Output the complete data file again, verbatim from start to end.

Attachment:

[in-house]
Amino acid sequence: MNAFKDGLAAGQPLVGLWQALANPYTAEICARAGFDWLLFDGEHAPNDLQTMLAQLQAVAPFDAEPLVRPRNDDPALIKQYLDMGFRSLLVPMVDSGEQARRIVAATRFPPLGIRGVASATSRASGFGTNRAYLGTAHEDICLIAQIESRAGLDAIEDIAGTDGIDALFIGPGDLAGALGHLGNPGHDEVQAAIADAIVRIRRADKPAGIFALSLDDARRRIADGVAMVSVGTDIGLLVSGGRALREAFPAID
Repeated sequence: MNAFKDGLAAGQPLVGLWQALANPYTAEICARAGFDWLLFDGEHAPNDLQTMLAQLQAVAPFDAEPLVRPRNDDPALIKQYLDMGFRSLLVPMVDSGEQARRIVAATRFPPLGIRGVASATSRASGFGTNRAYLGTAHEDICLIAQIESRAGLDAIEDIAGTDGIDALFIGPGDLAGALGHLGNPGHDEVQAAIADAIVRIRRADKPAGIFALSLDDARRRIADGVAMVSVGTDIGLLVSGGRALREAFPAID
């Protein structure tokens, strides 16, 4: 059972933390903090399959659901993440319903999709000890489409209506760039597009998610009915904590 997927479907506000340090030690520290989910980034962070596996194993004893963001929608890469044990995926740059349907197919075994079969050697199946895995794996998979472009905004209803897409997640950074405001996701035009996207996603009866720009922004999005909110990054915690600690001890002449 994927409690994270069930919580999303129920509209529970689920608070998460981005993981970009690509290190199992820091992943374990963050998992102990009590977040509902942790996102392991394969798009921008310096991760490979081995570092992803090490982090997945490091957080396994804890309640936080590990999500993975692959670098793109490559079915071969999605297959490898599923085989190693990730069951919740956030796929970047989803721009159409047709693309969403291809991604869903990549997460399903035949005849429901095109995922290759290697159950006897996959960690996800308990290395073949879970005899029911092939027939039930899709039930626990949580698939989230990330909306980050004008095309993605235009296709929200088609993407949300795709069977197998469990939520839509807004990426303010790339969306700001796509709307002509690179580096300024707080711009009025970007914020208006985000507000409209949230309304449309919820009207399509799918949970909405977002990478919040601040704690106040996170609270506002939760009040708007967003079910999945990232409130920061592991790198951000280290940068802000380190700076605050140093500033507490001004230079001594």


[in-house]
Amino acid sequence: MNAFKDGLAAGQPLVGLWQALANPYTAEICARAGFDWLLFDGEHAPNDLQTMLAQLQAVAPFDAEPLVRPRNDDPALIKQYLDMGFRSLLVPMVDSGEQARRIVAATRFPPLGIRGVASATSRASGFGTNRAYLGTAHEDICLIAQIESRAGLDAIEDIAGTDGIDALFIGPGDLAGALGHLGNPGHDEVQAAIADAIVRIRRADKPAGIFALSLDDARRRIADGVAMVSVGTDIGLLVSGGRALREAFPAID
Repeated sequence: MNAFKDGLAAGQPLVGLWQALANPYTAEICARAGFDWLLFDGEHAPNDLQTMLAQLQAVAPFDAEPLVRPRNDDPALIKQYLDMGFRSLLVPMVDSGEQARRIVAATRFPPLGIRGVASATSRASGFGTNRAYLGTAHEDICLIAQIESRAGLDAIEDIAGTDGIDALFIGPGDLAGALGHLGNPGHDEVQAAIADAIVRIRRADKPAGIFALSLDDARRRIADGVAMVSVGTDIGLLVSGGRALREAFPAID
């Protein structure tokens, strides 16, 4: 059972933390903090399959659901993440319903999709000890489409209506760039597009998610009915904590 997927479907506000340090030690520290989910980034962070596996194993004893963001929608890469044990995926740059349907197919075994079969050697199946895995794996998979472009905004209803897409997640950074405001996701035009996207996603009866720009922004999005909110990054915690600690001890002449 994927409690994270069930919580999303129920509209529970689920608070998460981005993981970009690509290190199992820091992943374990963050998992102990009590977040509902942790996102392991394969798009921008310096991760490979081995570092992803090490982090997945490091957080396994804890309640936080590990999500993975692959670098793109490559079915071969999605297959490898599923085989190693990730069951919740956030796929970047989803721009159409047709693309969403291809991604869903990549997460399903035949005849429901095109995922290759290697159950006897996959960690996800308990290395073949879970005899029911092939027939039930899709039930626990949580698939989230990330909306980050004008095309993605235009296709929200088609993407949300795709069977197998469990939520839509807004990426303010790339969306700001796509709307002509690179580096300024707080711009009025970007914020208006985000507000409209949230309304449309919820009207399509799918949970909405977002990478919040601040704690106040996170609270506002939760009040708007967003079910999945990232409130920061592991790198951000280290940068802000380190700076605050140093500033507490001004230079001594």